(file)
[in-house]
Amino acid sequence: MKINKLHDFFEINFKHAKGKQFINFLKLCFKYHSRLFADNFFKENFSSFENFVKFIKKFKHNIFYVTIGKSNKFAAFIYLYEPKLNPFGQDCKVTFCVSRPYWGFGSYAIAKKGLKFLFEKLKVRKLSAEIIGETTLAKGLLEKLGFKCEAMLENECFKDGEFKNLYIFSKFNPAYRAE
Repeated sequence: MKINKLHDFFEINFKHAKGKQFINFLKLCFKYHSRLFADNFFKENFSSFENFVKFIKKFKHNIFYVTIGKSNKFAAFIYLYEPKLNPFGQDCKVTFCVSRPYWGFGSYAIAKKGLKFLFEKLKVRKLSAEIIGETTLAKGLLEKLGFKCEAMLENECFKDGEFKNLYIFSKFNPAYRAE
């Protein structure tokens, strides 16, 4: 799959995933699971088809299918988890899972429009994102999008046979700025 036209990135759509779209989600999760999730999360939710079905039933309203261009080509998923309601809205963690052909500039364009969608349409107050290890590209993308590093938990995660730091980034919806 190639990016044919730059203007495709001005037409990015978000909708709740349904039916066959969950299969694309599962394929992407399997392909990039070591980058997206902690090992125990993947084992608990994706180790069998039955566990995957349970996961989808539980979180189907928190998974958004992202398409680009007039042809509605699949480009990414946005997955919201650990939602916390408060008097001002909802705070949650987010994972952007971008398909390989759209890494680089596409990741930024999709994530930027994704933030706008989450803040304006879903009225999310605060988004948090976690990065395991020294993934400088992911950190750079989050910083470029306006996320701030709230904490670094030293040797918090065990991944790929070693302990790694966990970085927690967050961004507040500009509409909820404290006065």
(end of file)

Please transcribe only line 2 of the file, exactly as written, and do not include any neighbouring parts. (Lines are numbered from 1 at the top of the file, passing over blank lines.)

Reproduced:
Amino acid sequence: MKINKLHDFFEINFKHAKGKQFINFLKLCFKYHSRLFADNFFKENFSSFENFVKFIKKFKHNIFYVTIGKSNKFAAFIYLYEPKLNPFGQDCKVTFCVSRPYWGFGSYAIAKKGLKFLFEKLKVRKLSAEIIGETTLAKGLLEKLGFKCEAMLENECFKDGEFKNLYIFSKFNPAYRAE